James Watt was, by any measure, an accomplished man. He created the first efficient steam engines and in doing so helped the birth of the industrial revolution and the creation of the modern railway. But Back in the 18th Century electrical light sources were unknown to all but a few physicists and the WATT as a measurement of energy was unfamiliar to all.
Fast forward to the present and steam power has come and gone. The WATT however remains.
1 Watt equalling the energy of 1 Volt at 1 Ampere. W=V*I. Simple enough. Clear to all. It is a unit of energy.
So What? Pun very much intended.
We now use the “Wattage” of many things to give a supposedly accurate impression of their power and therefore performance. Except this magical number is beginning to mean less and less.
Let us look at a little history just inside our own industry, with the Patt. 45 and Patt. 123 fresnel fixtures. Both use the almost extinct T1 lamp, 500W of raw tungsten power. Yet any user of both luminaires will tell you that the resultant output is no where near equivalent. The Patt. 123 with its larger lens and reflector behind the lamp is far brighter. The Wattage is the same, the output is not.
This is a fine example of “optical efficiency”. One system out performing the other.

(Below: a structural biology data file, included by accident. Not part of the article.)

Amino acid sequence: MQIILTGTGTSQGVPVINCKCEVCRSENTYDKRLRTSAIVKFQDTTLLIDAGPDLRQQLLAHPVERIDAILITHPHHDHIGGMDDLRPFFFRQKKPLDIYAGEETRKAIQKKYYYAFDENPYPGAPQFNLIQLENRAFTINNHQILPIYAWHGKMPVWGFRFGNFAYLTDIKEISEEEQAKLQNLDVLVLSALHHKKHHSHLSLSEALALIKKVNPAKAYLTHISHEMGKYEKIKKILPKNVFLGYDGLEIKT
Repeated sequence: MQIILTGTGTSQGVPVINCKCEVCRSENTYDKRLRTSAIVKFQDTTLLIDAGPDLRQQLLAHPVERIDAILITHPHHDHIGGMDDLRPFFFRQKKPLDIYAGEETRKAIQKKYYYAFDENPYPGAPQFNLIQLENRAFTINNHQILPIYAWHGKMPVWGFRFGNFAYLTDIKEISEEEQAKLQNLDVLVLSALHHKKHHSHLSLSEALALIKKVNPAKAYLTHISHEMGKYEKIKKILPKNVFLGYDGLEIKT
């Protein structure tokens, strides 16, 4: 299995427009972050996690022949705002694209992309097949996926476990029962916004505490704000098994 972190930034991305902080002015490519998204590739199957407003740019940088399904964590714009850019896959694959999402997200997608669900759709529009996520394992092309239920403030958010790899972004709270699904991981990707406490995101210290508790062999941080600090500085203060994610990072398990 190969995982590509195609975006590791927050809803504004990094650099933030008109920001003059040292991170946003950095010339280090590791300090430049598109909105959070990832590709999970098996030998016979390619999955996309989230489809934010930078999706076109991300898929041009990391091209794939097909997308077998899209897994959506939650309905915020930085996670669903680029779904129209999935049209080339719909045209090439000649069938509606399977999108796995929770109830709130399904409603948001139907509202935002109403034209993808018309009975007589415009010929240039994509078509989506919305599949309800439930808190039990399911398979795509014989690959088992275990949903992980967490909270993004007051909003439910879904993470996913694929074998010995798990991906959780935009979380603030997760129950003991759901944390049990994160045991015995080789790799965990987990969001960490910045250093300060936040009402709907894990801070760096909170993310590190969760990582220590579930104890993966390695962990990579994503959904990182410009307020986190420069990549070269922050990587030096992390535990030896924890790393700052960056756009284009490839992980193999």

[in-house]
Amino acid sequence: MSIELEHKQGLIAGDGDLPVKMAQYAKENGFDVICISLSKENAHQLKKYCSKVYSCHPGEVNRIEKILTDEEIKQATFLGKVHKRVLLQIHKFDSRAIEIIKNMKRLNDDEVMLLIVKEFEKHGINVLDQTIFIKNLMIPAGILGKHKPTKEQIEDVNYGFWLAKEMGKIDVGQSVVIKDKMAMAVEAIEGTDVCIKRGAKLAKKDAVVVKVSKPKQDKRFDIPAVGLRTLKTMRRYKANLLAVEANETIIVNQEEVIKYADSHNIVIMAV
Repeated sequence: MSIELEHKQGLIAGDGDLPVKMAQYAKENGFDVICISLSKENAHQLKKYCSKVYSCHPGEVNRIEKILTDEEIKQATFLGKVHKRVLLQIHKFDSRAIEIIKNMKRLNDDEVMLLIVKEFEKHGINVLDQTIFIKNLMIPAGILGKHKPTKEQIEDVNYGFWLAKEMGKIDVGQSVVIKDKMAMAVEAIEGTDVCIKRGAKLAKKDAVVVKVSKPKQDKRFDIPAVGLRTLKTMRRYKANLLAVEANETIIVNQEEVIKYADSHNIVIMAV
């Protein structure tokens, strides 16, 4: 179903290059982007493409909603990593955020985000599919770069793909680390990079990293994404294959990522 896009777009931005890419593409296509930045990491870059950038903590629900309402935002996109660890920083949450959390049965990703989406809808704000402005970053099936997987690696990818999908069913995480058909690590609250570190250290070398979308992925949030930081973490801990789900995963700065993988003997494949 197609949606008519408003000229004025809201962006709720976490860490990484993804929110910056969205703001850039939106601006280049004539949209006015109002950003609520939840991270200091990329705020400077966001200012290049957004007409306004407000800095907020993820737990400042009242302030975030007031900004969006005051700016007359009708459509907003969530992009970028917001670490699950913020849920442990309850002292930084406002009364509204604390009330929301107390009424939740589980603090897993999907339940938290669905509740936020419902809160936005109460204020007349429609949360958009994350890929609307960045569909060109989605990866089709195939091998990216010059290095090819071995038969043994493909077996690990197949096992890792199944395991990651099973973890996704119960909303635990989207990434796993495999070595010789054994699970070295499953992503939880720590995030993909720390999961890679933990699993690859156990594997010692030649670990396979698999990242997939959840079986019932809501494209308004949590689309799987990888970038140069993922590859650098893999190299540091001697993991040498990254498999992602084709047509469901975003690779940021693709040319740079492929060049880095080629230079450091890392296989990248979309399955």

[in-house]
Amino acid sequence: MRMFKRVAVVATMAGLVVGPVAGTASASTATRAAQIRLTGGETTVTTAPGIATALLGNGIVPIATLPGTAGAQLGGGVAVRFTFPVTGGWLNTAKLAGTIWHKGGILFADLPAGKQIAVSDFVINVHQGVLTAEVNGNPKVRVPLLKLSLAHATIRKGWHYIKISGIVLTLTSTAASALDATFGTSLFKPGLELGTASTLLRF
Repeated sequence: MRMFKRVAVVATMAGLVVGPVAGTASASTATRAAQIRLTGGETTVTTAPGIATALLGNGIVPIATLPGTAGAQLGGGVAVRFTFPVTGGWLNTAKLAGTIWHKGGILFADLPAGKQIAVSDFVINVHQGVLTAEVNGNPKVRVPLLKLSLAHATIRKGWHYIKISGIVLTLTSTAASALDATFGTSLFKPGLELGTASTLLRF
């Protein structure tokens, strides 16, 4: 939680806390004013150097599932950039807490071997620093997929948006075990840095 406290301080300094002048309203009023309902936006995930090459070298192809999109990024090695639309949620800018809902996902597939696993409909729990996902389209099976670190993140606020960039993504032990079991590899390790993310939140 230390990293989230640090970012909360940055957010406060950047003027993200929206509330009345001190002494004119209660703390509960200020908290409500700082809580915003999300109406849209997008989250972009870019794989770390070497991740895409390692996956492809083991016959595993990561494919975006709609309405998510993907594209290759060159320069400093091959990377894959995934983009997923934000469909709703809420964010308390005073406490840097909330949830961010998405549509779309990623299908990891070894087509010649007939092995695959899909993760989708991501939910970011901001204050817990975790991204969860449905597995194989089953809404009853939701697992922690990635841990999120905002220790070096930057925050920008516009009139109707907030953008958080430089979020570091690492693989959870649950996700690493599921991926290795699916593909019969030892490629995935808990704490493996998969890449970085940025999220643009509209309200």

Then again becoming steadily more modern let us consider the Vari*Lite VL1000. The AS and TS models are well known to many theatre practitioners. The TS is a tungsten unit of 1000W, the AS an arc lamped unit of 575W. the optical systems are close to identical. Yet the AS out performs the TS dramatically.
This is a good example of “source efficiency”. One lamp out performing the other.
Presented with these 2 examples we can all guess the next step. Wattage is not really a good measurement of light output. LED fixtures contain both variables inside the light emitting engine itself. Each LED converts energy into light with different efficiency. The rate of development in the field still very fast in comparison with more traditional sources. The LED is then “packaged” with a set of optics to make them useable in our industry. These optical assemblies are wildly different depending on the aim of the fixture designer. And so to is their efficiency.
An inefficient LED chip combined with an inefficient optical package could be 1/3rd the output of an equivalent wattage unit with an efficient LED engine and optic. So 180W LED and 330W LED and 400W LED start to have little relevant use other than to calculate the power your show might need.
All this before the minefield of measuring actual output. Lux vs lumens vs footcandles….Field angle, beam angle, centre beam and a number of other metrics.
So before asking “What’s the wattage?” you might have to instead ask…”Can I look at this alongside my favourite luminaire?” and let your eyes do the measuring.